Which Environment to Use?

Which Environment to Use?

We can all agree that running a realistic load test is important to assess server performance correctly. One of the aspects of such a test is the testing environment. It must be selected carefully based on your requirements.

The sooner the better

Since I began my career as a tester I’ve been told it is better to test early to prevent costly defects. But sadly I must admit I ran a lot more tests in production than in an early Q&A environment. This usually happens because load testing is disregarded and only conducted at the last moment. However, testing early comes with a lot benefits even if it is also quite different than a typical load test.

Component testing

Early performance tests are often referred as component testing. These tests are conducted when the development is not even finished. At this stage you can only test the different components one by one to assess if their performance under load meets your expectations.

Testing early allows you to fix any issue for a lower cost because the application is still under development. This is the best way to avoid stacking performance issues to the point where they would be difficult to diagnose. It allows your developers to fix the performance issues before they switch to another project or during the warranty period in case of a 3rd party developer. Plus by checking performance on a regular basis during development, you will also be able to size your production architecture better.

Stop this

The drawbacks of component testing are mainly the lack of big picture :

  • No complete page response time.
  • No way to assess global server side behavior under load.
  • Mutualized components behavior is also unknown.

That’s why you still need to run a complete load test if you want to make sure your application performs well.

Production versus Pre-production

Running tests in an environment close to production will bring a lot of insight on how your application performs. Of course before running such tests, you need to consider if the environment you plan on using would be realistic. You should consider :

  • Is the environment comparable to production ? (same number of machines, same configurations, etc…)
  • Is the database populated enough, with realistic data ?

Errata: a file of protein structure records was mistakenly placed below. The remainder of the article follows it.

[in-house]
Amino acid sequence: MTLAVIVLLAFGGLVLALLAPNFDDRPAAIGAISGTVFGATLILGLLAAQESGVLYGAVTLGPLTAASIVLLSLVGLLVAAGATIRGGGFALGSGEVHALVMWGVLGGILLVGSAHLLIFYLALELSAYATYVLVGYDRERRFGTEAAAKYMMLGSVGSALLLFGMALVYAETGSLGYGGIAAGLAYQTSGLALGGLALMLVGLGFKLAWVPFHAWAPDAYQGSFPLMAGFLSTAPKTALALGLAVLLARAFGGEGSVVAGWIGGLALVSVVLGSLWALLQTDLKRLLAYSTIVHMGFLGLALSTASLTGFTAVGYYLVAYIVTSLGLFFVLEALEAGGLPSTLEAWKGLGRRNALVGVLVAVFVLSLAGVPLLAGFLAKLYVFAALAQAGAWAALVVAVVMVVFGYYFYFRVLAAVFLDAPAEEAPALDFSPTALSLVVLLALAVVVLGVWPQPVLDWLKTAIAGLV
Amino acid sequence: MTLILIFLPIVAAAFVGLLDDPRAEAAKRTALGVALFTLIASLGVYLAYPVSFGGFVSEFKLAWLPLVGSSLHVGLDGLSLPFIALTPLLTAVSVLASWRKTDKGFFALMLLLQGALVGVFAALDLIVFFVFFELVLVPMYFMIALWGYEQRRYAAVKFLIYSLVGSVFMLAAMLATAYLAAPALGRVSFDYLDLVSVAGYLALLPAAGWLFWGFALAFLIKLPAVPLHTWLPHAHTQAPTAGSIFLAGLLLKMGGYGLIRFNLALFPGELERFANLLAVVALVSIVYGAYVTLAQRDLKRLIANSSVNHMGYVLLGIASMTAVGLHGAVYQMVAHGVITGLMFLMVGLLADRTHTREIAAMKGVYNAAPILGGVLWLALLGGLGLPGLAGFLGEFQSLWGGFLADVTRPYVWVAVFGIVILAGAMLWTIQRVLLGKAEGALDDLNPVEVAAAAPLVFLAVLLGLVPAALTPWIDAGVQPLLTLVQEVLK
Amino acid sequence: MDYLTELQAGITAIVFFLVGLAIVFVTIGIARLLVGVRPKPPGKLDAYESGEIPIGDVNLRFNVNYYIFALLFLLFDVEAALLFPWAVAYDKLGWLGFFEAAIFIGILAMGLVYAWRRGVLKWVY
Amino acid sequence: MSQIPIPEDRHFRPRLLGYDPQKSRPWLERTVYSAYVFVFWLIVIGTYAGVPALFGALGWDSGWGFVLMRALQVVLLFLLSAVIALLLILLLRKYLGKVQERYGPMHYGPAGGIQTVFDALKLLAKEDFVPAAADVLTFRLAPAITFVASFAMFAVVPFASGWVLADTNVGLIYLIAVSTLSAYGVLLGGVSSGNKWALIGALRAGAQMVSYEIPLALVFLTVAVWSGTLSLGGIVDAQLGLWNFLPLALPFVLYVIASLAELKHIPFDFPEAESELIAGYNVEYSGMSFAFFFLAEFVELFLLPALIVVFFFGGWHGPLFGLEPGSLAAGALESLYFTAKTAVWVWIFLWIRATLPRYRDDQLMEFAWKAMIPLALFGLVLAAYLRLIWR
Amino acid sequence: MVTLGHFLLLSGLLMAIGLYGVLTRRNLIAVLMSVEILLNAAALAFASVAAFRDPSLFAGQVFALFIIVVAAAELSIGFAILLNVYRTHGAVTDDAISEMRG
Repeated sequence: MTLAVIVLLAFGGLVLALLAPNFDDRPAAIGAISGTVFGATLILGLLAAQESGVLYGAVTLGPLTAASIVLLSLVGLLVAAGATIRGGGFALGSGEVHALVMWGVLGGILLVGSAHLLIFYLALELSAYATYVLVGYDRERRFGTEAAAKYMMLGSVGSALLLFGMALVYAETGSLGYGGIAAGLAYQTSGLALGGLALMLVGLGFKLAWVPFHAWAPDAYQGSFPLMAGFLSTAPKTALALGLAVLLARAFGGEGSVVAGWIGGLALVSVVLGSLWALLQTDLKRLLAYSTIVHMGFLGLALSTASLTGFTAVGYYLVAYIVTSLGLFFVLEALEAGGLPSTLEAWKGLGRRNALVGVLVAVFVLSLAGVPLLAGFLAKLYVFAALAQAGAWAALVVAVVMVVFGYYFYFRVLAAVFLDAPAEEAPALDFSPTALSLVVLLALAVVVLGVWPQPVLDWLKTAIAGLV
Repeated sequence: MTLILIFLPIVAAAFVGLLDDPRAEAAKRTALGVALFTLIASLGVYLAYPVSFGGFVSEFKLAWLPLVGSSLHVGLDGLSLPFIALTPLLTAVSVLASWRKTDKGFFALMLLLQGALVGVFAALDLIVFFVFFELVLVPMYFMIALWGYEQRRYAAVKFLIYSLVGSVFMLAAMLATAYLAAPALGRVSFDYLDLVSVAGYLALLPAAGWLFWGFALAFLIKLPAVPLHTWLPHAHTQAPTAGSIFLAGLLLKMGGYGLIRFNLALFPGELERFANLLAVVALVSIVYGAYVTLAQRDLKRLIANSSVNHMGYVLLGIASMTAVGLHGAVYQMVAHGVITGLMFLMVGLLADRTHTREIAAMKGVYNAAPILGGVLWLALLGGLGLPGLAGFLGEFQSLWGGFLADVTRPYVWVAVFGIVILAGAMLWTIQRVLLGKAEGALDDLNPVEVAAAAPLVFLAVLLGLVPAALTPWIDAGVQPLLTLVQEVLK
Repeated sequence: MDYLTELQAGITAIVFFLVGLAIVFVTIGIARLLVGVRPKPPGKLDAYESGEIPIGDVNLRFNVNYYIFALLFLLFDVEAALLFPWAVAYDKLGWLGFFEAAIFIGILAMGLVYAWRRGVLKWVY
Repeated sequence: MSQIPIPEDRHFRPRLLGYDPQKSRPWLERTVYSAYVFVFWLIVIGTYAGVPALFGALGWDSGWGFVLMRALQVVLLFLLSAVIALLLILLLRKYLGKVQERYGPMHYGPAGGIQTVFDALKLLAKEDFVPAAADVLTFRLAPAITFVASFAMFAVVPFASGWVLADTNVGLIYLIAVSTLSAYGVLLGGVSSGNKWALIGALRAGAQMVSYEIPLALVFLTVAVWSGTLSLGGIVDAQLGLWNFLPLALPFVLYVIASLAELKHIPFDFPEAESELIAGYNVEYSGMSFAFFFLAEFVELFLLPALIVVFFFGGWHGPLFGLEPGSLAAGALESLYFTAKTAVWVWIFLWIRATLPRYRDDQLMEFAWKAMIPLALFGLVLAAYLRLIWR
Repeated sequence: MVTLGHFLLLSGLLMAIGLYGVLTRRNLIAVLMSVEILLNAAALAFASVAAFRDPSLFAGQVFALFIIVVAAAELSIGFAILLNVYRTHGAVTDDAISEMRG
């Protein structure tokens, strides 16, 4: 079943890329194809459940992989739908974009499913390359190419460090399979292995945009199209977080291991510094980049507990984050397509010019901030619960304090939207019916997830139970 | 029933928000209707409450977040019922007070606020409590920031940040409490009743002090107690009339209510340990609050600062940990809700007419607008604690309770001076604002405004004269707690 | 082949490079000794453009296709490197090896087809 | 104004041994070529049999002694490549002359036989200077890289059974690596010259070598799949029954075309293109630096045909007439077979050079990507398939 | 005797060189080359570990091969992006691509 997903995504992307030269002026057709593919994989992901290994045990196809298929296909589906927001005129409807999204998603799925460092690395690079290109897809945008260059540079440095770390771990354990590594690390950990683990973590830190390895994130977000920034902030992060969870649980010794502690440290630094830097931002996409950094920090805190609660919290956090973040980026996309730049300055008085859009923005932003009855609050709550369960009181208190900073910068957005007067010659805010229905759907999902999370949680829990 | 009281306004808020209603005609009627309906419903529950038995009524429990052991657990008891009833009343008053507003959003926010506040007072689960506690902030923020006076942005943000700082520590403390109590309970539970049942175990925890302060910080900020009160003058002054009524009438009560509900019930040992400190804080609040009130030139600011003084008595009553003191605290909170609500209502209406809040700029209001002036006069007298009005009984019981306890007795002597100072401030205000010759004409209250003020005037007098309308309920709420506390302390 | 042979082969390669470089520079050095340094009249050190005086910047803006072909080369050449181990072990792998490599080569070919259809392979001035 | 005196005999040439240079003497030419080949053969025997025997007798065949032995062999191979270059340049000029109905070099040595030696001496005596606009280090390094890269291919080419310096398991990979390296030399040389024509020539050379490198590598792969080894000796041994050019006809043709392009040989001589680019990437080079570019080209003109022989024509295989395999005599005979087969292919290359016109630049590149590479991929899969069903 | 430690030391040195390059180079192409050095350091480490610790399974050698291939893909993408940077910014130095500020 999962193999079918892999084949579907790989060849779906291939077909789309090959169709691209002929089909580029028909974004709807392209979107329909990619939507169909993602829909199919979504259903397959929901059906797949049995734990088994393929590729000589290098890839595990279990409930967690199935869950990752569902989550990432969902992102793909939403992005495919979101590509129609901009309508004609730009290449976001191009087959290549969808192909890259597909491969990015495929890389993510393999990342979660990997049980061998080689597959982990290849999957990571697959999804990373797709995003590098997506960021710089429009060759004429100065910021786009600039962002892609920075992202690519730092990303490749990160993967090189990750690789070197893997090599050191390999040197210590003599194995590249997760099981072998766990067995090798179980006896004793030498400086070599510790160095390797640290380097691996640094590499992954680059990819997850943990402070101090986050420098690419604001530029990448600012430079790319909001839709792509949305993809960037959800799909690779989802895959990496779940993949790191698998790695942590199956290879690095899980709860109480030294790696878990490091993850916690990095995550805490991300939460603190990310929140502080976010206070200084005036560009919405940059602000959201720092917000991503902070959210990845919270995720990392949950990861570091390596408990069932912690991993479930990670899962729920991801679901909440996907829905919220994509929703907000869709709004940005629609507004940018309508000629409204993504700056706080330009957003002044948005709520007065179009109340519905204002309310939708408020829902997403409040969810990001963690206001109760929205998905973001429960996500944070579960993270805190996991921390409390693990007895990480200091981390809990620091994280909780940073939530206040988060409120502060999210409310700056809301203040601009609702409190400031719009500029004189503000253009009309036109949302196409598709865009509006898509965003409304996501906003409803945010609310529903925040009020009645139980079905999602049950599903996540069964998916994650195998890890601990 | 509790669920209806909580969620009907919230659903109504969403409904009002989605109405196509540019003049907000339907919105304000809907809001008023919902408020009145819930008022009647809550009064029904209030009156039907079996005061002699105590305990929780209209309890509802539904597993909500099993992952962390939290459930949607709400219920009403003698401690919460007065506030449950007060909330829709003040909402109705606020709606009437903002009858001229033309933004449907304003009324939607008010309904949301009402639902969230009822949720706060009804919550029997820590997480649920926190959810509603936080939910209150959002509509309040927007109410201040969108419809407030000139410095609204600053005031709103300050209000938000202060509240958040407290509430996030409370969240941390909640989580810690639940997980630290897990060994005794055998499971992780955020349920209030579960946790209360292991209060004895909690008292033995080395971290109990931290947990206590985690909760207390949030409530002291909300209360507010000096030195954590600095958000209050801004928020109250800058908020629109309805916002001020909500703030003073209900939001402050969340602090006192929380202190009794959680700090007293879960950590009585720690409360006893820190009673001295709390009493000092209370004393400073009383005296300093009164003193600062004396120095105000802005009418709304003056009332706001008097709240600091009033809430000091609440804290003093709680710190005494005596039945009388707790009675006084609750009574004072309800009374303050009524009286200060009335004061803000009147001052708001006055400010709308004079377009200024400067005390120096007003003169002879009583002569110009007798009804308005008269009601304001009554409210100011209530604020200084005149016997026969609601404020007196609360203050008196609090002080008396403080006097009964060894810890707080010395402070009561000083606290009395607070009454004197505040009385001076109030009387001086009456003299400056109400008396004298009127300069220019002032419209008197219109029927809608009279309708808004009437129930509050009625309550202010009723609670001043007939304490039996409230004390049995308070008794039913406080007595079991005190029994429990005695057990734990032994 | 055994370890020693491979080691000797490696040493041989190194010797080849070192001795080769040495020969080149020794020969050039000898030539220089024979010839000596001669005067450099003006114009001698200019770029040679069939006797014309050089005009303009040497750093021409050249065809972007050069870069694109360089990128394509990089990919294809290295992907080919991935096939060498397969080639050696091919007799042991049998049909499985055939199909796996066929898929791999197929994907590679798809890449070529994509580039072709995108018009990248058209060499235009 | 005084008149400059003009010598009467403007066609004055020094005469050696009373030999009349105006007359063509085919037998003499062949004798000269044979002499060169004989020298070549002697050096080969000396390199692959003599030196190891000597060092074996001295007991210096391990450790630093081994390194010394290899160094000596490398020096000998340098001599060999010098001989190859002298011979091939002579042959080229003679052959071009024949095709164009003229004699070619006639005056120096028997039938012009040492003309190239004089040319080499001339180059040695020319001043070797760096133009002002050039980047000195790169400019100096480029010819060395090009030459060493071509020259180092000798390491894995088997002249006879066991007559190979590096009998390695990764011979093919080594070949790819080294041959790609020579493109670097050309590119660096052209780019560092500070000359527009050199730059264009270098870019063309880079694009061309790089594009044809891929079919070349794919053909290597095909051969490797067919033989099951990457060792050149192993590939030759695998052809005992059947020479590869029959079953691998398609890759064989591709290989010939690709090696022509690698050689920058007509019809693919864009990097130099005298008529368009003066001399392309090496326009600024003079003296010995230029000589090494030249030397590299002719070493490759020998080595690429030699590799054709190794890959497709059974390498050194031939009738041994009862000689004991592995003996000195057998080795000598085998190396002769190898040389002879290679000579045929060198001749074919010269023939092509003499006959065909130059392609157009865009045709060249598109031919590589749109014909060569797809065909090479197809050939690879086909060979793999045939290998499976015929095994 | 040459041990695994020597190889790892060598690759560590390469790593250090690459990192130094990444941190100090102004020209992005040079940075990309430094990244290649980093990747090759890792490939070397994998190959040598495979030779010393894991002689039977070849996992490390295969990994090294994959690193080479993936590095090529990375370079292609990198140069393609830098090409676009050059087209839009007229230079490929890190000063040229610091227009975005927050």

• Is this environment properly maintained like production ? Are there the same background tasks that might hamper performance ?
  • Is anything mutualized with production ? (firewall, proxies, network, etc…)

Looking at things this way, it might seem safe to assume that the closest to production the better, but pre-production testing also has it’s benefits :

  • Easier preparation : DataSet creation and/or data creating user profiles are no longer a problem. Database restorations should also be easier to conduct.
  • Easier test schedule : You can run your tests almost any time provided no other team uses the environment. This give a lot more flexibility if the test campaign lasts longer than expected.
  • Lower risk of side effects : You are less likely to overload a mutualized component critical to another production application. In case of virtual machines, you usually end up on a different physical machine, thus limiting the risks of side effects.

Testing in production

Break computer

In my early days as a tester, I recall struggling to explain to an architect why the word “testing” quickly followed by the word “production” came out of my mouth. He had some valid points about data creation, statistics and such, but as no realistic pre-production environment was available, production was the best option. This is always something to consider, because coming up with a testing strategy in a production environment can be difficult. You might have to:

  • Schedule the tests far outside business hours or during the week end
  • Put the application under maintenance
  • Ask the DBA team to backup the database before the tests
  • Synchronize with the security team to avoid DDOS protections working against your load generators
  • Synchronize with the infrastructure team to have someone available to reboot the servers in case something goes wrong.

You must also be careful of what your test might do to other applications. In virtualized environments for instance, the physical machines can be shared amongst several applications.

VIP Pass

Of course the obvious case when you can use the production to test is when the the production environment exists but is not yet opened to the public. It happens when applications are first deployed or when migrating the infrastructure. Sadly such situations are quite rare, but the result you can get by doing so are very accurate.

So what then ?

Test early if you can afford it, the results will always be better. But never forget that testing early does not replace a complete load test in a realistic environment.

In the end, the most complicated decision remains:

  • Do I risk an unrealistic load test in pre-production ?

OR

  • Do I risk overloading my production environment ?
By - Support and performance eng. Director.
Tags: Methodology Runtime Database

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